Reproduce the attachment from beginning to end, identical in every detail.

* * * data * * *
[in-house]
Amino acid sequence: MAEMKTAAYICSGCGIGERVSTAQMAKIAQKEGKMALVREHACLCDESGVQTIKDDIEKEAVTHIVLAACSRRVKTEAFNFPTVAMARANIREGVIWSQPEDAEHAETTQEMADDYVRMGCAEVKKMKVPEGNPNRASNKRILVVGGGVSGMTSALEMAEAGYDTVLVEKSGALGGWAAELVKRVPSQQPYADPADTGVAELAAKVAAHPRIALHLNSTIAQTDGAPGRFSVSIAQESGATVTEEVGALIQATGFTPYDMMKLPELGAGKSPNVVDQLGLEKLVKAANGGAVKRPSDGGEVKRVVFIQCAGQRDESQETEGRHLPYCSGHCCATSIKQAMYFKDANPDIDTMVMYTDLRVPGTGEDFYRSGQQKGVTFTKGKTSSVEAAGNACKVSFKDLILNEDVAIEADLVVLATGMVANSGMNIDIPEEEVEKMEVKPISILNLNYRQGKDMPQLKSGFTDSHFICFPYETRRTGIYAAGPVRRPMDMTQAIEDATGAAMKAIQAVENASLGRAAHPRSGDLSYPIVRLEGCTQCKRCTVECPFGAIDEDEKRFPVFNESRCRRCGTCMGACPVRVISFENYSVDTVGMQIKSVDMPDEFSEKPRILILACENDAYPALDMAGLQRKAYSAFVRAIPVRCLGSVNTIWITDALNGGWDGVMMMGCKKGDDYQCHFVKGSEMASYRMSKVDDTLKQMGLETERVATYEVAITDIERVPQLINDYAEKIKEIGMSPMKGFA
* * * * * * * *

[in-house]
Amino acid sequence: MAEMKTAAYICSGCGIGERVSTAQMAKIAQKEGKMALVREHACLCDESGVQTIKDDIEKEAVTHIVLAACSRRVKTEAFNFPTVAMARANIREGVIWSQPEDAEHAETTQEMADDYVRMGCAEVKKMKVPEGNPNRASNKRILVVGGGVSGMTSALEMAEAGYDTVLVEKSGALGGWAAELVKRVPSQQPYADPADTGVAELAAKVAAHPRIALHLNSTIAQTDGAPGRFSVSIAQESGATVTEEVGALIQATGFTPYDMMKLPELGAGKSPNVVDQLGLEKLVKAANGGAVKRPSDGGEVKRVVFIQCAGQRDESQETEGRHLPYCSGHCCATSIKQAMYFKDANPDIDTMVMYTDLRVPGTGEDFYRSGQQKGVTFTKGKTSSVEAAGNACKVSFKDLILNEDVAIEADLVVLATGMVANSGMNIDIPEEEVEKMEVKPISILNLNYRQGKDMPQLKSGFTDSHFICFPYETRRTGIYAAGPVRRPMDMTQAIEDATGAAMKAIQAVENASLGRAAHPRSGDLSYPIVRLEGCTQCKRCTVECPFGAIDEDEKRFPVFNESRCRRCGTCMGACPVRVISFENYSVDTVGMQIKSVDMPDEFSEKPRILILACENDAYPALDMAGLQRKAYSAFVRAIPVRCLGSVNTIWITDALNGGWDGVMMMGCKKGDDYQCHFVKGSEMASYRMSKVDDTLKQMGLETERVATYEVAITDIERVPQLINDYAEKIKEIGMSPMKGFA